The mysterious case of missing art curator Barton Kestle

In Spring 1954, Minneapolis Institute of Art (MIA) curator of modern art Barton Kestle, whose expertise included Soviet avant-garde printmaking and photography, boarded a train bound for Washington, D.C. to testify in front of Congress about Communist influences in American art. Unfortunately, he never returned to work, and seemed to just disappear.

After some time, the decision was made to board up his office, since nobody had ever heard from him again. His memory faded into obscurity until 2011 when, during museum renovations, workers re-discovered his office, which was still perfectly intact, like a mid-century time capsule. The scene was so well preserved, MIA decided to keep the office as-is and incorporate it into the museum as an exhibit, so that visitors could get a glimpse into what an office from 1954 would have looked like. Atlas Obscura describes the office:

Like all time capsules, the details of the office are mesmerizing. From the water stains beneath Kestle's abandoned rain boots to the early model Polaroid cameras, machines for cutting checks, and an Art-Deco tea cart, everything is exactly as a man would have left things if he were to unexpectedly walk out of his life one day, never to return. It is the perfect portrait of the world of an art curator: all his hopes and dreams, stuffed within the 1950s equivalent of a cubicle. 

The office is still on display. A friend of mine recently visited the MIA and viewed the office, and excitedly told me all about the mysterious disappearance of the curator. She also explained how fascinating the office was, complete with cigars and a bar, along with card catalogs galore. I had so many thoughts and questions! How strange it would be to just disappear and have your office boarded up! How long would it take my own colleagues to give up on me coming back, if I went missing? I was intrigued and had to find out more.

So here's what I found—the whole thing is a giant art project, a clever hoax! It's what artist/creator Mark Dion calls "an elaborate fiction." Curator Barton Kestle isn't real—he never existed and never worked for MIA. Dion's piece is called "The Curator's Office" and was created for MIA's 2013 "More Real? Art in the Age of Truthiness," where it perfectly fit the theme of the exhibit. After the exhibit, though, MIA decided to keep the office. But without the context of the "Truthiness" exhibit, visitors—like my friend—don't know that Kestle wasn't real and that the room is, instead, an elaborately crafted art display.  

Atlas Obscura explains:

Wandering through the gallery in which it continues to be displayed, visitors crowd around the open doorway, lost in the details of Kestle's "office." Comments regarding its wonderfully strange discovery are heard being passed among museum-goers. Gasps of awe, accompanied by waving friends over to "come see this" aren't uncommon. On the whole, most people fall for the story of Kestle's disappearance being told to them on the plaque adjacent to the door and fail to notice the details outlining the methods and materials of Dion's handiwork.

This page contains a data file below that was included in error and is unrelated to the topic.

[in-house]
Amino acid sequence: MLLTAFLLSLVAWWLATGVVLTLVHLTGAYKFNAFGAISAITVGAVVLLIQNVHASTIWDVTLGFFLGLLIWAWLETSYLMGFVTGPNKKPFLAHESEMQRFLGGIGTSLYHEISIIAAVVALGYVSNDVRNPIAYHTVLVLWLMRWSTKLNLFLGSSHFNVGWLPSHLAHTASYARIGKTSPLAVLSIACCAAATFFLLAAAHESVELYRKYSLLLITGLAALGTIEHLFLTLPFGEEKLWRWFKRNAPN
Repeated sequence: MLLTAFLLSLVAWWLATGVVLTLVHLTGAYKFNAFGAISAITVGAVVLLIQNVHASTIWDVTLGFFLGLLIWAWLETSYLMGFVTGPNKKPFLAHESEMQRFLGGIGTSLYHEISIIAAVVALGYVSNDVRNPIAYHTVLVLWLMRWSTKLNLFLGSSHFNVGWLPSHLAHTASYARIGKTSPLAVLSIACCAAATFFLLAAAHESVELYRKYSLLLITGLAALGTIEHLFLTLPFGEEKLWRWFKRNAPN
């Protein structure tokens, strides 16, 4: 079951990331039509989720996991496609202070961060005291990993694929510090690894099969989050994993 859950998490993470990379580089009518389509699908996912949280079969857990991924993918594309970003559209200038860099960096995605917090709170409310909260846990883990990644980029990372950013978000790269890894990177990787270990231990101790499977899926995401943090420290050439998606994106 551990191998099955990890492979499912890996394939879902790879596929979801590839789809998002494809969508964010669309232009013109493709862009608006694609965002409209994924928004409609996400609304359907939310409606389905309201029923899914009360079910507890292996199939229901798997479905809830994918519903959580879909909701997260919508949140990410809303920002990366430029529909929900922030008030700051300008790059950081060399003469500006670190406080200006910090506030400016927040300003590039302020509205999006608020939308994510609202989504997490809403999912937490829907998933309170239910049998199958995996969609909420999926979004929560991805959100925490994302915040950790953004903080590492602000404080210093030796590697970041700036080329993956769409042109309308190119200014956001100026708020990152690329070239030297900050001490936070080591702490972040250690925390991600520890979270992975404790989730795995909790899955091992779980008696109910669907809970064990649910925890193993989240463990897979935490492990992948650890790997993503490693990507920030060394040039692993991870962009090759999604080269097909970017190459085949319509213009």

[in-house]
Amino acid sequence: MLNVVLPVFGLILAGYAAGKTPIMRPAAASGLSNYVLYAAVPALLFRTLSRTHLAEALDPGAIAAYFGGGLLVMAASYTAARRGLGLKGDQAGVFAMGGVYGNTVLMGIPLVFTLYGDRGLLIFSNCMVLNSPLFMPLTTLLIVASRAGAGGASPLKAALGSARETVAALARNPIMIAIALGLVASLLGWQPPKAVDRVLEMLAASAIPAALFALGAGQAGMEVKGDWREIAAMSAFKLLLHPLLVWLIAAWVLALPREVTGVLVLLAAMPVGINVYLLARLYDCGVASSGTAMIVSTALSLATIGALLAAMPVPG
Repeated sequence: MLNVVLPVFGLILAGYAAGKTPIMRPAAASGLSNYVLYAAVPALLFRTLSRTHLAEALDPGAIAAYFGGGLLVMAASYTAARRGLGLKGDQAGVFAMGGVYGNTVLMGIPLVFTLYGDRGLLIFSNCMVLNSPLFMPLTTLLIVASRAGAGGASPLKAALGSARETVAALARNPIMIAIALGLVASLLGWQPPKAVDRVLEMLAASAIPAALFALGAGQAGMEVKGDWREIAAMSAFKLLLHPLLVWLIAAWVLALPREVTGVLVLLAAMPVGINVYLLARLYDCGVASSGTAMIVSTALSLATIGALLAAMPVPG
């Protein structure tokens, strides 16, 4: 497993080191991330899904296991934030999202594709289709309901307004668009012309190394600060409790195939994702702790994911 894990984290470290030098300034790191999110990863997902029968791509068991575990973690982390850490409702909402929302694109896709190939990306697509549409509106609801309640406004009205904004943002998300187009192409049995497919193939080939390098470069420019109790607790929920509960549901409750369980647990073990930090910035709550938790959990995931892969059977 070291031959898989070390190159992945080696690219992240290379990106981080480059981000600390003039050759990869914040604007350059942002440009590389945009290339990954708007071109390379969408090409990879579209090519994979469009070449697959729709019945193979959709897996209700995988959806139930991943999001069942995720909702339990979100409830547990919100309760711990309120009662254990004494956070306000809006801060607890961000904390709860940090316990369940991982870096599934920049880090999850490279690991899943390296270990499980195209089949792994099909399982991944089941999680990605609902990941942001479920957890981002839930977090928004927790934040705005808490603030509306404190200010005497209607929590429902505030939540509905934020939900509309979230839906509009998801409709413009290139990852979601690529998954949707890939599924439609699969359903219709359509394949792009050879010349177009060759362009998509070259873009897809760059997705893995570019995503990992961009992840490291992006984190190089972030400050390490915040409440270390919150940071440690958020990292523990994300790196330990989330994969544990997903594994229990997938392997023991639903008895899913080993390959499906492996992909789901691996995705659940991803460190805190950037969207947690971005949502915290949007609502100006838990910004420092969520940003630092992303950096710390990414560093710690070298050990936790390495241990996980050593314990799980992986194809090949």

This means the Curator's Office falls among those exceedingly rare pieces of art that are so well executed that viewers naturally assume it is real, and the fight lies in convincing them of its artifice.

MIA also actively works to keep the fiction alive. In March 2017 the museum announced the "return" of Kestle, and published a letter on the museum website supposedly written to the board of directors of the museum by the now 88-year-old former curator. The letter explains why Kestle disappeared and why he decided to return for the museum's exhibition, "Guillermo del Toro: At Home with Monsters". Here's part of the letter:

. . . The short version is this: I met a guy on a train. He told me about Ernst Bloch, the utopian philosopher, who had just come out with The Principle of Hope, about preparing for a perfect future. Here I was, rattling to Washington to condemn artists I'd never met before a bunch of politicians who wanted to drag us back to the past. And then what: I go out and have a Manhattan and congratulate myself on having saved my own skin? Bloch says that's literally insane.

I wanted to puke. And as I was spewing my guts in the swaying clutch of the commode, I knew I never wanted to judge anything again.

So, I went into landscaping. They used to call me "Clara" Barton in Wayzata and Long Lake and Mound, because I kept everything alive. To dig in the dirt is to feel rooted to something, and I needed that. Sometimes I would loosen the earth with a pitchfork and sink my arms in up to my shoulders, as though I were being swallowed. I suppose I was looking for a way out—or in.

After a while, I started to visit the Institute again, but I rarely saw anything on the walls that compared to nature.

Until now.

I had never heard of Guillermo del Toro. I hadn't seen a monster movie since I was in knickers. But in this show I found something I didn't even know I was looking for. Here is a mind attuned to the human spirit, the ancient animal frequency that rumbles beneath the rabble of politics and greed. Here is a vision that celebrates imperfection, and to hell with judgement.

I truly love everything about this ongoing "elaborate fiction." I love that it fooled my friend, and I love that it fooled me. The next time I'm in Minneapolis I will definitely pay a visit to the grand office of the mysterious Barton Kestle. 

More missing persons you can find at Boing Boing.